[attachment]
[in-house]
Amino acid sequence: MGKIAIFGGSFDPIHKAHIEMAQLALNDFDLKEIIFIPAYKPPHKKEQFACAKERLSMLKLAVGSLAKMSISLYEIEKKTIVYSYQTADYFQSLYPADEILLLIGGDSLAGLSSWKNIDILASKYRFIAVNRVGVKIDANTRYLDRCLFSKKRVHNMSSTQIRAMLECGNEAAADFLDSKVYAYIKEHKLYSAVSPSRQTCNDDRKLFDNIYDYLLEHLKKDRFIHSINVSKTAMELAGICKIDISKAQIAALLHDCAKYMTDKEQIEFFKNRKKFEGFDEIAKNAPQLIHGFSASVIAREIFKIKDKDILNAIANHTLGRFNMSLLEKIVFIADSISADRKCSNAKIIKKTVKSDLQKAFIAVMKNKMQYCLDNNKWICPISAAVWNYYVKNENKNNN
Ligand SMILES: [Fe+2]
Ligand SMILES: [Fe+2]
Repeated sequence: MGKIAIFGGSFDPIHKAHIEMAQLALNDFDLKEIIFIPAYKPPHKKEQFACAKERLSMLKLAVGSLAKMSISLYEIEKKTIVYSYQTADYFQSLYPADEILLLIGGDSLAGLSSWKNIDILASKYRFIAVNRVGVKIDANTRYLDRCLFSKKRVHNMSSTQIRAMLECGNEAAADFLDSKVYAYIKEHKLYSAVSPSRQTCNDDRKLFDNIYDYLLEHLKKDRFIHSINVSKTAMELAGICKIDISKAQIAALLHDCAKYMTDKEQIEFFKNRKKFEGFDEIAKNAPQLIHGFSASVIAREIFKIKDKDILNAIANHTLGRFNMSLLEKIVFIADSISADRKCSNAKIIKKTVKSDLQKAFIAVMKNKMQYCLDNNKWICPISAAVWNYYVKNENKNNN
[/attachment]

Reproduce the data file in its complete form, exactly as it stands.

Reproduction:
[in-house]
Amino acid sequence: MGKIAIFGGSFDPIHKAHIEMAQLALNDFDLKEIIFIPAYKPPHKKEQFACAKERLSMLKLAVGSLAKMSISLYEIEKKTIVYSYQTADYFQSLYPADEILLLIGGDSLAGLSSWKNIDILASKYRFIAVNRVGVKIDANTRYLDRCLFSKKRVHNMSSTQIRAMLECGNEAAADFLDSKVYAYIKEHKLYSAVSPSRQTCNDDRKLFDNIYDYLLEHLKKDRFIHSINVSKTAMELAGICKIDISKAQIAALLHDCAKYMTDKEQIEFFKNRKKFEGFDEIAKNAPQLIHGFSASVIAREIFKIKDKDILNAIANHTLGRFNMSLLEKIVFIADSISADRKCSNAKIIKKTVKSDLQKAFIAVMKNKMQYCLDNNKWICPISAAVWNYYVKNENKNNN
Ligand SMILES: [Fe+2]
Ligand SMILES: [Fe+2]
Repeated sequence: MGKIAIFGGSFDPIHKAHIEMAQLALNDFDLKEIIFIPAYKPPHKKEQFACAKERLSMLKLAVGSLAKMSISLYEIEKKTIVYSYQTADYFQSLYPADEILLLIGGDSLAGLSSWKNIDILASKYRFIAVNRVGVKIDANTRYLDRCLFSKKRVHNMSSTQIRAMLECGNEAAADFLDSKVYAYIKEHKLYSAVSPSRQTCNDDRKLFDNIYDYLLEHLKKDRFIHSINVSKTAMELAGICKIDISKAQIAALLHDCAKYMTDKEQIEFFKNRKKFEGFDEIAKNAPQLIHGFSASVIAREIFKIKDKDILNAIANHTLGRFNMSLLEKIVFIADSISADRKCSNAKIIKKTVKSDLQKAFIAVMKNKMQYCLDNNKWICPISAAVWNYYVKNENKNNN